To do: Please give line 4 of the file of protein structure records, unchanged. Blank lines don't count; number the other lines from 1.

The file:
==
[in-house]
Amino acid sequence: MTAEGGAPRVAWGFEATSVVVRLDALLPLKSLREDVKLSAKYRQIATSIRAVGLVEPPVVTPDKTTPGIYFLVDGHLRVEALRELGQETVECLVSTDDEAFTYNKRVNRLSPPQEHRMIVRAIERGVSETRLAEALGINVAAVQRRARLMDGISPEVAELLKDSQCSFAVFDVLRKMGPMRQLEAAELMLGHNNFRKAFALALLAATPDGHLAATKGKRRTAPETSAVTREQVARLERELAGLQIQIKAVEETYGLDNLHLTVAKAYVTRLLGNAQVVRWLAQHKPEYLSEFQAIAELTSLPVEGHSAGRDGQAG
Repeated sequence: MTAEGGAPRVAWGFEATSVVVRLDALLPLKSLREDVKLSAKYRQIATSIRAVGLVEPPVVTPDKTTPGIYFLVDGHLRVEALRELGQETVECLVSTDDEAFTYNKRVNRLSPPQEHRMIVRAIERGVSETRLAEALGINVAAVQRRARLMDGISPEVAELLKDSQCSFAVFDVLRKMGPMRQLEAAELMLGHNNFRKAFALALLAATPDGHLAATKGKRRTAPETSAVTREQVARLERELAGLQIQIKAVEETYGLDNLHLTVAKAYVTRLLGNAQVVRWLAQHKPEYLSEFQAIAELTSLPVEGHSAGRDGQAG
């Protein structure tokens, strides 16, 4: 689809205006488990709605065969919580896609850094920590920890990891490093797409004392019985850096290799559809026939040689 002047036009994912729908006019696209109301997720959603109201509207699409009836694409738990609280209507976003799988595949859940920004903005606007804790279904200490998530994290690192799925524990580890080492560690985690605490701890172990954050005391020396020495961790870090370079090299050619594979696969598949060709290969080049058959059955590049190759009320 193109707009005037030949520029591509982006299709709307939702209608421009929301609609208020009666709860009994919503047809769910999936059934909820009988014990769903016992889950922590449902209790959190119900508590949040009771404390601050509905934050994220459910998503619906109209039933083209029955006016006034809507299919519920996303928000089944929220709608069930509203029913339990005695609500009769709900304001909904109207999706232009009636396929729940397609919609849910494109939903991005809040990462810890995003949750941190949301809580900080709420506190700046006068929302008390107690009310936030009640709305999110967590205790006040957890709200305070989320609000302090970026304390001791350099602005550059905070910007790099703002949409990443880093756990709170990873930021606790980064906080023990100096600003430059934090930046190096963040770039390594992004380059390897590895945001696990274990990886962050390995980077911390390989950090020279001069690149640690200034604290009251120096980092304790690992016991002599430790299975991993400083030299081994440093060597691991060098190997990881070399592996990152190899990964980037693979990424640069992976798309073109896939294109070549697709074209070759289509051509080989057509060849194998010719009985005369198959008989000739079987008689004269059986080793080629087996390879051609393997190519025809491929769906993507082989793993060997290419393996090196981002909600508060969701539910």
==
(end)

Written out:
């Protein structure tokens, strides 16, 4: 689809205006488990709605065969919580896609850094920590920890990891490093797409004392019985850096290799559809026939040689 002047036009994912729908006019696209109301997720959603109201509207699409009836694409738990609280209507976003799988595949859940920004903005606007804790279904200490998530994290690192799925524990580890080492560690985690605490701890172990954050005391020396020495961790870090370079090299050619594979696969598949060709290969080049058959059955590049190759009320 193109707009005037030949520029591509982006299709709307939702209608421009929301609609208020009666709860009994919503047809769910999936059934909820009988014990769903016992889950922590449902209790959190119900508590949040009771404390601050509905934050994220459910998503619906109209039933083209029955006016006034809507299919519920996303928000089944929220709608069930509203029913339990005695609500009769709900304001909904109207999706232009009636396929729940397609919609849910494109939903991005809040990462810890995003949750941190949301809580900080709420506190700046006068929302008390107690009310936030009640709305999110967590205790006040957890709200305070989320609000302090970026304390001791350099602005550059905070910007790099703002949409990443880093756990709170990873930021606790980064906080023990100096600003430059934090930046190096963040770039390594992004380059390897590895945001696990274990990886962050390995980077911390390989950090020279001069690149640690200034604290009251120096980092304790690992016991002599430790299975991993400083030299081994440093060597691991060098190997990881070399592996990152190899990964980037693979990424640069992976798309073109896939294109070549697709074209070759289509051509080989057509060849194998010719009985005369198959008989000739079987008689004269059986080793080629087996390879051609393997190519025809491929769906993507082989793993060997290419393996090196981002909600508060969701539910």